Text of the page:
SweetViz: Easy EDA and applied Data Science with Python

EDA stands for ‘Exploratory Data Analysis’. Data Analysis is the core part of a data scientists/analyst ‘s job and can turn out to be a very tiring job especially when you have lots of data at hand and of variable data types.

Data visualization in Python is still no easy task. There are certain python data visualization libraries such as the ‘matplotlib’ library that require some amount of expertise to be operated. Wouldn’t it be great if we had a free data visualization tool, one that provides interactive data visualization?

SweetViz is one such open-source tool developed to aid your data analytics tasks and by aid, I mean to reduce it all to almost 2 lines of code — literally!!

Let’s see what magic this library holds.

Step 1 would be to obviously install the library, thankfully this can be done with one line of code in python.

pip install sweetviz

Once this is installed we can import this library into our Jupyter notebook.

import sweetviz as sv import pandas as pd
Code language: JavaScript (javascript)

We import pandas because of course, we need to load our dataset.

The dataset we used is open-source and available on Kaggle. You can download it here.

data = pd.read_csv(“heart.csv”) data.head()
Data for heart disease classification
Data for heart disease classification

Now for the magic!!

my_report = sv.analyze(data, "HeartDisease")
Code language: JavaScript (javascript)

That’s it! That’s the magic, this single line of code has done everything for us.

The above execution will create an HTML file in your working directory but if you’re working in Jupyter you can launch the HTML itself by the following command:

Code language: CSS (css)

Let’s see what we get within this file.

HTML report
SweetViz HTML report.

On the very top, we see a very brief summary of the data frame. The summary includes:

  • The total number of rows in the dataset.
  • Number of duplicate rows.
  • The memory it occupies on RAM.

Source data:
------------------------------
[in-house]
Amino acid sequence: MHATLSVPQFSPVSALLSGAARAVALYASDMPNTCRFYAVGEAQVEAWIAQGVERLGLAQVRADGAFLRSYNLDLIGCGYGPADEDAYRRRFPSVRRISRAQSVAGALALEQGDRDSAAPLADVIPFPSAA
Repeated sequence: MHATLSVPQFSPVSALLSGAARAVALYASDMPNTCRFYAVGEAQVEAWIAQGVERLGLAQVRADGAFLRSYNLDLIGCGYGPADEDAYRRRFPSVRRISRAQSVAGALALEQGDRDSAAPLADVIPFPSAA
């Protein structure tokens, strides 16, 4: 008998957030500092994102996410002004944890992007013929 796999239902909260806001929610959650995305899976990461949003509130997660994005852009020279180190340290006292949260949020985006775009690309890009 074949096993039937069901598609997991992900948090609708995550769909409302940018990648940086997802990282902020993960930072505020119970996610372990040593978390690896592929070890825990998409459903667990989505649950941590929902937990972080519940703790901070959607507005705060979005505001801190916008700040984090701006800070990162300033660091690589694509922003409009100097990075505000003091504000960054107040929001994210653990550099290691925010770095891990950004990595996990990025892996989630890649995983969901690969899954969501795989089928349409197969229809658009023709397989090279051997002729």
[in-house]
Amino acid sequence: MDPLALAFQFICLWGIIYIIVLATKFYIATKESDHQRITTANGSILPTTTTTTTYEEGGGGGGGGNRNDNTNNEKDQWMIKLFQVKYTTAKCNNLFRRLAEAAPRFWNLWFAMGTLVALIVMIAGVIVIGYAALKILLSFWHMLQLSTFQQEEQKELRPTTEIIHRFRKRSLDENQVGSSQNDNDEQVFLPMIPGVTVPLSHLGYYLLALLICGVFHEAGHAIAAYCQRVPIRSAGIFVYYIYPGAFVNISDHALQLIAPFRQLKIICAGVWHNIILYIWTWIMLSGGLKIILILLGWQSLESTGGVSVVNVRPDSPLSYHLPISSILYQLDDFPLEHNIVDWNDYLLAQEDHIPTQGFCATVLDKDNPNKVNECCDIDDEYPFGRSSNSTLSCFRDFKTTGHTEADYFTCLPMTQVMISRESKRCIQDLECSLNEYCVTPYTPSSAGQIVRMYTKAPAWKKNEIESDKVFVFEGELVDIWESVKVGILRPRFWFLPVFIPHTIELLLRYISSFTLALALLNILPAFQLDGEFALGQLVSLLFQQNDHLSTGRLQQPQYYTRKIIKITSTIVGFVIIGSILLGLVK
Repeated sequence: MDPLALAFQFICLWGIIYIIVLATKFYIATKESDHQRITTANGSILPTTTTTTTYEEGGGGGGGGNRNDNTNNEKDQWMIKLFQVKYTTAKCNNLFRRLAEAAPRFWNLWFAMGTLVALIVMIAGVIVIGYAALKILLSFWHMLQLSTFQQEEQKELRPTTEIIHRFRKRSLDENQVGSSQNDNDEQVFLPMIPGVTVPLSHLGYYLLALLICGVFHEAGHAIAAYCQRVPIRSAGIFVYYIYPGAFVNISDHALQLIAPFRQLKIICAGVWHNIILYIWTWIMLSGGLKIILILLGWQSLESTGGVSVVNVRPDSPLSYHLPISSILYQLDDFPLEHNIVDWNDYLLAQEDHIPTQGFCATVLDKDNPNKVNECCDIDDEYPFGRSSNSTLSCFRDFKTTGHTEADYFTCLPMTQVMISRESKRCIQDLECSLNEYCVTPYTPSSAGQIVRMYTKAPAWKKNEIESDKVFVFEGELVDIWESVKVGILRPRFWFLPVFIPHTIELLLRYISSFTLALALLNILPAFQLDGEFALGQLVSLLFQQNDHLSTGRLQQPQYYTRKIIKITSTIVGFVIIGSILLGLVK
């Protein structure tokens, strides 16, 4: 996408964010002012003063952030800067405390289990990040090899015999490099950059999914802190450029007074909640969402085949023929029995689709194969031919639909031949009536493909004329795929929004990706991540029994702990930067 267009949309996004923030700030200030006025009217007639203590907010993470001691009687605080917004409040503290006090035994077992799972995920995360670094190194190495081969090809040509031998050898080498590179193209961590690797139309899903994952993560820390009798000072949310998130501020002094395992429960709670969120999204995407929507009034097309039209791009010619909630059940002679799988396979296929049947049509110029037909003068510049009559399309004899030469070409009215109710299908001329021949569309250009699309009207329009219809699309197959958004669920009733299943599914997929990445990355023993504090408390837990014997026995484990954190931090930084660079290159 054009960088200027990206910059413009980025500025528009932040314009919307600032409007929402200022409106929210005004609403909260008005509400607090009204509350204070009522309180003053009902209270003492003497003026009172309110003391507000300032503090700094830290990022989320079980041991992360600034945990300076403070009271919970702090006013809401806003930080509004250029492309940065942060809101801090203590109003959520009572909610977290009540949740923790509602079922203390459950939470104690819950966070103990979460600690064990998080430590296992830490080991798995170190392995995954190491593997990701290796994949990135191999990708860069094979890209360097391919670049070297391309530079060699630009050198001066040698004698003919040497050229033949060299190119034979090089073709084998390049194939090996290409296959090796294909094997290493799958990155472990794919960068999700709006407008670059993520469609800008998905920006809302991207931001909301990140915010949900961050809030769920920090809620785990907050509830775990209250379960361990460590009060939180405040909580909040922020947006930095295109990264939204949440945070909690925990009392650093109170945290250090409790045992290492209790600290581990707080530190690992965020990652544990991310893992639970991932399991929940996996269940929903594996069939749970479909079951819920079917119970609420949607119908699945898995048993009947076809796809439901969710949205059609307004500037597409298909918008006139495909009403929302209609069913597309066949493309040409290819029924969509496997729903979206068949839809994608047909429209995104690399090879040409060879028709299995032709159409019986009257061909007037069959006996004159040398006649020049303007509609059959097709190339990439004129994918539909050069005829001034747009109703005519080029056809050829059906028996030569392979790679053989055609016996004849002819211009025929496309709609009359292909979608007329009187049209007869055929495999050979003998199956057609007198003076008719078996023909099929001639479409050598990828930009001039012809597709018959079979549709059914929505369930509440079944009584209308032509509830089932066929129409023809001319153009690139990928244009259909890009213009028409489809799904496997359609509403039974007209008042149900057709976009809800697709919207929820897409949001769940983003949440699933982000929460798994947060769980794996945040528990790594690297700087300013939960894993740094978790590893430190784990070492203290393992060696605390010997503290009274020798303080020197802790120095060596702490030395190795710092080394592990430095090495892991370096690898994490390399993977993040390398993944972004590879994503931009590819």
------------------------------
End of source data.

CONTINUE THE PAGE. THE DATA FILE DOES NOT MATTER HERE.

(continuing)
• Total features(columns) and how these are distributed (Numerical, categorical, text).

In the very same box, we see a button labeled as “Associations”. Clicking this button opens another box.

Feature associations.
Feature associations.

Here we see how each variable is associated with the other. The description at the top suggested what the squares and circles mean. Squares are categorical associations in the data and circles are the correlation between numerical data. Since most of our data is categorical we don’t see a lot of numerical correlations on the grid above.

The color bar on the right shows the degree of relationship between the variables. We can see that ‘MaxHR’ and ‘Age’ have a mildly negative correlation.

Now coming back to the main dashboard, we can see a list of tabs, each representing a feature of the dataset.

Features in the dataset
Features of the dataset.

Features of the dataset.

Age analysis
Analysis of the ages within the dataset.

The ages are represented in the form of a histogram. We can see that our data consists mostly of ages between 48 to about 56. Below that we see a distribution of the largest values, smallest values, and the most frequently occurring values.

Target Feature

Throughout the screenshots shared above, you will notice that apart from the histogram there is a line also drawn on the graph. This line depicts our target variable. This is another feature introduced in SweetViz 2.0 with which you can check the trend of a particular feature compared to every other feature in the dataset.

This is a useful feature but a little difficult to understand in our case since our data consists mostly of categorical variables and it does not make intuitive sense to compare different types of variables against each other. In the above graphs, we have the ‘HeartDisease’ feature compared to others. This is a binary variable and it doesn’t really make sense to plot it against a continuous variable, on the same grid.

However to make use out of this feature we can check the features where it would actually make sense.

MaxHR vs Age

Here we have a comparison between the maxHR and the Age of the patients. The trend is quite clear. Both these variables have a negative correlation as we can see that as we increase the Maximum heart rate(Exactly what was depicted by the Associations grid discussed at the beginning of this article), the age of the person decreases. Most people around the age of above 55 have a heart rate that lies in the bin of 60 to 70. Similarly, people around 30 years of age have a heart rate that reaches around 200.

Comparing DataFrames

SweetViz also allows us to compare two different datasets of the same features by plotting them on the same grid and analyzing the trends. It can be done in the following way.

sv.compare(data1, data2)
Code language: CSS (css)

The above snapshot shows how the test and train data frames compare.

The End

Exploratory data analysis can be a tedious task and that is why tools like these come in handy for a quick overview of the data. For in-depth analysis, you will have to write your own scripts of course which are tailored to your need and use case but it is always good to know that whenever you are short on time or need a quick analysis, tools like the SweetViz are available to make your work easier.

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